Language Selection

English French German Italian Portuguese Spanish

Intel hands off BIOS successor to trade group

Filed under
Hardware

The United EFI Forum will essentially try to pave the way for EFI to succeed the basic input/output system, or BIOS, inside PCs. The BIOS lets the hardware speak to the software. Though the BIOS was once relatively straightforward in its design, over the years it has morphed into a figurative bowl of spaghetti as it's been changed and updated to accept new technologies.
Advocates say EFI would make it simpler for companies to add improvements, while also enabling PCs to boot up faster.

Some members of the open-source community are currently promoting open-source BIOSes. Major PC makers, however, have not actively championed this effort. Executives at BIOS makers and chip giant Intel have said that more tightly controlling this element in a PC helps maintain PC security and stability and fosters competition by protecting companies' intellectual property.

Intel began to promote EFI in 2003 and wrote an initial specification. The United EFI Forum says it will come out with a 1.10 version of the spec by the end of the year. Other members include Dell, Hewlett-Packard, IBM, Microsoft and BIOS specialists Insyde Software and Phoenix Technologies.

By Michael Kanellos
CNET News.com

More in Tux Machines

Chrome OS may soon be able to run Linux applications in a container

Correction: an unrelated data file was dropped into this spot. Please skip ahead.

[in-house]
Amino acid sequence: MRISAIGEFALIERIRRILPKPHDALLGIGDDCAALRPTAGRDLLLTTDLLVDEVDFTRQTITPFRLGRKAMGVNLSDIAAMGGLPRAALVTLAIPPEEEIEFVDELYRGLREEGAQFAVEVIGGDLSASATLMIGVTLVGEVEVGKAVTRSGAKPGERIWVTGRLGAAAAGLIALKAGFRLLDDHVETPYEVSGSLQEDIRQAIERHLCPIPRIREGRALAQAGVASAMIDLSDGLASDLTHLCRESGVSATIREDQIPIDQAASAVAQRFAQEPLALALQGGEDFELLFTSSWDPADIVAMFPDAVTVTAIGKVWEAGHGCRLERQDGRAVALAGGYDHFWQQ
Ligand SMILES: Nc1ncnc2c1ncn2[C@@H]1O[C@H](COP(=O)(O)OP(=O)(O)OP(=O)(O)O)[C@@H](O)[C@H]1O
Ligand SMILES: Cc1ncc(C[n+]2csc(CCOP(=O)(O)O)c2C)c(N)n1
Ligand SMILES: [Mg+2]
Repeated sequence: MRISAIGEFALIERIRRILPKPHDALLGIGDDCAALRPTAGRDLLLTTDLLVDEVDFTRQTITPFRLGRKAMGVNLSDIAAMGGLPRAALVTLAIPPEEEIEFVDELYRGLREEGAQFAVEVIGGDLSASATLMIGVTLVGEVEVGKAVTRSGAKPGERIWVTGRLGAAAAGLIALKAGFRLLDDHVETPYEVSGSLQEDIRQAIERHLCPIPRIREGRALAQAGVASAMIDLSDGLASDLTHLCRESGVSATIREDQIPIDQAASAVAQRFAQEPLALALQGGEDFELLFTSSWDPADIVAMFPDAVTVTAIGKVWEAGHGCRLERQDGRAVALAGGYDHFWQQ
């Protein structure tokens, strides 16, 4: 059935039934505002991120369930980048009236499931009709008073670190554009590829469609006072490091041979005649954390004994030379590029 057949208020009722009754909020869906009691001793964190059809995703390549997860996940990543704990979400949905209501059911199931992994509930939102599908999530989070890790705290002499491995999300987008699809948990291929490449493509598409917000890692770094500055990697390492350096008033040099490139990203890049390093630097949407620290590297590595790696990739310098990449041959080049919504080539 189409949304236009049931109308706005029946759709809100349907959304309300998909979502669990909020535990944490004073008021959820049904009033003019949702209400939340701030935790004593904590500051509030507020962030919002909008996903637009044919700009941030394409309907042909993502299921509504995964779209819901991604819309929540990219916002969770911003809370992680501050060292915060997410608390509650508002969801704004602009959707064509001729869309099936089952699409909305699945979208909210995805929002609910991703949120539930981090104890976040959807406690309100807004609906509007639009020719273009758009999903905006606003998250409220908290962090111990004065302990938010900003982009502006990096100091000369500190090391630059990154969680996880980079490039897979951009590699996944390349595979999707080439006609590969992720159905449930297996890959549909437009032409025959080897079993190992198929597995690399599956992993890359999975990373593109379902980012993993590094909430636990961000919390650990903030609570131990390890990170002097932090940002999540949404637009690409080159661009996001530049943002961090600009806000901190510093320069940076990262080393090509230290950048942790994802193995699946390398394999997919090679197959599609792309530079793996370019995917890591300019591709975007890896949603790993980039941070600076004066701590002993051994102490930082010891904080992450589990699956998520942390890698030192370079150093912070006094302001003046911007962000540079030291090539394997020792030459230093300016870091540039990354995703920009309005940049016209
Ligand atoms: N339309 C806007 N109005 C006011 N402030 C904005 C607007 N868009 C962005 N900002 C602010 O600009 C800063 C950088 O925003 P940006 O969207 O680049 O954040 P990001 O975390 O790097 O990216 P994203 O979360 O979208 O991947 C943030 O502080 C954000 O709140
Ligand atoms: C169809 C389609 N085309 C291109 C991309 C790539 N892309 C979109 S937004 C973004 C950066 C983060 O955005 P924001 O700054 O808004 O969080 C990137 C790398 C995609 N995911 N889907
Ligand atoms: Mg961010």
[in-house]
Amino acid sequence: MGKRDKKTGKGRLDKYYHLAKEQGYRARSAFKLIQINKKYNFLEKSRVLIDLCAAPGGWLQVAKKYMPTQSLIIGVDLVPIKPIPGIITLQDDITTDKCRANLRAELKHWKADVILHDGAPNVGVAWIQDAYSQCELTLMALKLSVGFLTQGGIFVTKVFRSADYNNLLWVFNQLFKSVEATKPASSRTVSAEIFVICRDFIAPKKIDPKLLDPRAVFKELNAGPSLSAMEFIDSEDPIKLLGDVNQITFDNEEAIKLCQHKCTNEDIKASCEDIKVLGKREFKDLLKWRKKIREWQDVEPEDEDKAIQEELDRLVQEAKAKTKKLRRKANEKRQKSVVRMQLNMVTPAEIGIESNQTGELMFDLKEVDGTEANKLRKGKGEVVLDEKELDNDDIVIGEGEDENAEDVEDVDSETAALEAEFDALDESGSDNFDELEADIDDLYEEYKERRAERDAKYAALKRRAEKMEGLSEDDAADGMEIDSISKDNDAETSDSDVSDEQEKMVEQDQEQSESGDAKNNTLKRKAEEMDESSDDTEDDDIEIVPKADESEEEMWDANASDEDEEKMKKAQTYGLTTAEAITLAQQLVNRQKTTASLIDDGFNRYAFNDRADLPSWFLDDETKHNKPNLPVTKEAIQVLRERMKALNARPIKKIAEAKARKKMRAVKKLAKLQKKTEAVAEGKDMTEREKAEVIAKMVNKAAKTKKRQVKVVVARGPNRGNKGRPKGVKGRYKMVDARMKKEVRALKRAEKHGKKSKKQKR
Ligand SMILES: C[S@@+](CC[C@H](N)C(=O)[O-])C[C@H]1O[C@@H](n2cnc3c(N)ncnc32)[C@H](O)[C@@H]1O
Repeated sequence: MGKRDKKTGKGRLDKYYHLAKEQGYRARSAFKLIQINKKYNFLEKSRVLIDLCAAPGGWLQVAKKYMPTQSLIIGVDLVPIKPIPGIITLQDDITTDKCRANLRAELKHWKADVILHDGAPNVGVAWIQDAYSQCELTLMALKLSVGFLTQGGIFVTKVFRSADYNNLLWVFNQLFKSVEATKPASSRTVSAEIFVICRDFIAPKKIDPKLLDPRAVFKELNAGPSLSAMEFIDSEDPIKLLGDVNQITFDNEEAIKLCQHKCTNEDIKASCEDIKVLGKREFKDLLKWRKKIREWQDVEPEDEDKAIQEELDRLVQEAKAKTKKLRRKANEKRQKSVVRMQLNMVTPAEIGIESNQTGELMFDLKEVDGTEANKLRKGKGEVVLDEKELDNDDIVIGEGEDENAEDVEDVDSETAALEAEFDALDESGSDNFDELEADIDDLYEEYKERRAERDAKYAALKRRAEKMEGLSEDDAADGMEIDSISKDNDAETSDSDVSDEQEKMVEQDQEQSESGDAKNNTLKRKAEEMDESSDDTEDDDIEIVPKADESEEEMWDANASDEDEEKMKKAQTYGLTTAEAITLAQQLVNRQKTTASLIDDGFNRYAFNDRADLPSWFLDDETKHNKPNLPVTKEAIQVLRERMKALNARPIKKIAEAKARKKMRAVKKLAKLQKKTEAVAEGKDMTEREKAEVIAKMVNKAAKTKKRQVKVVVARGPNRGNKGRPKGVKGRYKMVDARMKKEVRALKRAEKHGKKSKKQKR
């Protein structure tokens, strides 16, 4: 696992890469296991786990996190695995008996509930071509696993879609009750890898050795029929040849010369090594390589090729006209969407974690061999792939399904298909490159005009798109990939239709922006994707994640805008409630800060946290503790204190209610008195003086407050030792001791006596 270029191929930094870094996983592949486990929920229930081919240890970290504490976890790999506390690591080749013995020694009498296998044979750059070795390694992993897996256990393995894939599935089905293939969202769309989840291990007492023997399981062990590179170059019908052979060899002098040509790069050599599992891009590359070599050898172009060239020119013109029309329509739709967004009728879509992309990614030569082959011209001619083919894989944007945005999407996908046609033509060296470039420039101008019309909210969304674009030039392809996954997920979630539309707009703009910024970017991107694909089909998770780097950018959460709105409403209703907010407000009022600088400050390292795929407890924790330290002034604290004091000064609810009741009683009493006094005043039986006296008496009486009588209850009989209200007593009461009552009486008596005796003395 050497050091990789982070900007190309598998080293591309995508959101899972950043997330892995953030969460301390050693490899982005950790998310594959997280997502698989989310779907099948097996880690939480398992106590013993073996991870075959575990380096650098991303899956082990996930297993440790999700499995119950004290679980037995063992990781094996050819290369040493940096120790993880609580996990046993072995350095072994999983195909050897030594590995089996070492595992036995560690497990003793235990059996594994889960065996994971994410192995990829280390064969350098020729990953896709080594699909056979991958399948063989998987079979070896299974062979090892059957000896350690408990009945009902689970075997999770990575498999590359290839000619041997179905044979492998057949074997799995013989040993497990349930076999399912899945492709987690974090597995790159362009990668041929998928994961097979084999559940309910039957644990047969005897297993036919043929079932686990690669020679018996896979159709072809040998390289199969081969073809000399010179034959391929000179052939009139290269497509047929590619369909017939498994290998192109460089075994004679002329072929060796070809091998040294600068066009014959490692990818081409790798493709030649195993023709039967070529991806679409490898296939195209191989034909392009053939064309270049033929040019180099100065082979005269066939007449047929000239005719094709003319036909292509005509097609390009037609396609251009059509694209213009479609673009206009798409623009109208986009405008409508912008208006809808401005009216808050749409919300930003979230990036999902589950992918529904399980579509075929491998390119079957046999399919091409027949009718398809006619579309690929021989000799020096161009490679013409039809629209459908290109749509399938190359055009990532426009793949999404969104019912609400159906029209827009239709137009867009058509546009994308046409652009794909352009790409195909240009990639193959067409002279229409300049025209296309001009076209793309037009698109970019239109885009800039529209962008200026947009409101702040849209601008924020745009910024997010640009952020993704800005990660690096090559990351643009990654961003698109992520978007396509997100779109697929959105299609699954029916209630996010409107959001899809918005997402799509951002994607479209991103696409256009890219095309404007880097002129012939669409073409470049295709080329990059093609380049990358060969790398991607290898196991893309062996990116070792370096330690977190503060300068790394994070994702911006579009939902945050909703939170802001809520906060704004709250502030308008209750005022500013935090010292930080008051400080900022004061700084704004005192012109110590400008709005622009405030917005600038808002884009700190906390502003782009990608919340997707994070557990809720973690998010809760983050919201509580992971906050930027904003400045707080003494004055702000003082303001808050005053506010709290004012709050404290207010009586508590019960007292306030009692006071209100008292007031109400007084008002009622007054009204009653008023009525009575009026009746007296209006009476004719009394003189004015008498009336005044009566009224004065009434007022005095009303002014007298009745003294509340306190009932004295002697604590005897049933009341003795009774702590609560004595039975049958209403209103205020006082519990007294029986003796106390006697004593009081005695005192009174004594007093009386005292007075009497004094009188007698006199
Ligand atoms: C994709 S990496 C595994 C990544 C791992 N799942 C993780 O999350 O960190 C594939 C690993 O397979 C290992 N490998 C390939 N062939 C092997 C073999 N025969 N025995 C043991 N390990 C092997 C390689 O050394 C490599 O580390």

Even though Chrome OS is based on Linux (Gentoo Linux, to be exact), you can't run traditional desktop Linux applications. One solution to this problem is Crouton, a script that sets up a chroot of Ubuntu or Debian Linux on top of Chrome OS. While this does allow many people to use Chrome OS who otherwise couldn't, it's a hacky solution and requires enabling Developer Mode (which turns off most of Chrome OS' security features). A new commit on the Chromium Gerrit has come to light, with the name "New device policy to allow Linux VMs on Chrome OS." The specific code adds a 'Better Together' menu in the Chrome OS settings, and allows IT administrators to turn the feature on or off. Of course, the big news is that Chrome OS will almost certainly support running Linux applications at some point. That opens up a huge range of software, from open-source favorites like GIMP and LibreOffice, to Linux-compatible Steam games like Civilization V and Rocket League. Potentially, users could even install Wine to run some Windows programs. Read more

Android Leftovers

GNOME Shell vs. KDE Plasma Graphics Tests On Wayland vs. X.Org Server

A premium member this week had requested some benchmarks of openSUSE Tumbleweed when looking at the performance of KDE Plasma vs. GNOME Shell in some open-source graphics/gaming tests while also looking at the Wayland vs. X.Org Server performance. With KDE Plasma 5.12 that openSUSE Tumbleweed has picked up, there is much better Wayland session support compared to previous releases. While KDE developers aren't yet ready to declare their Wayland session the default, in my experience so far it's been working out very well but still routinely will find application crashes in Kate and the like when testing under the KWin's Wayland compositor. Read more

Stable kernels 4.15.6, 4.14.22, 4.9.84, 4.4.118 and 3.18.96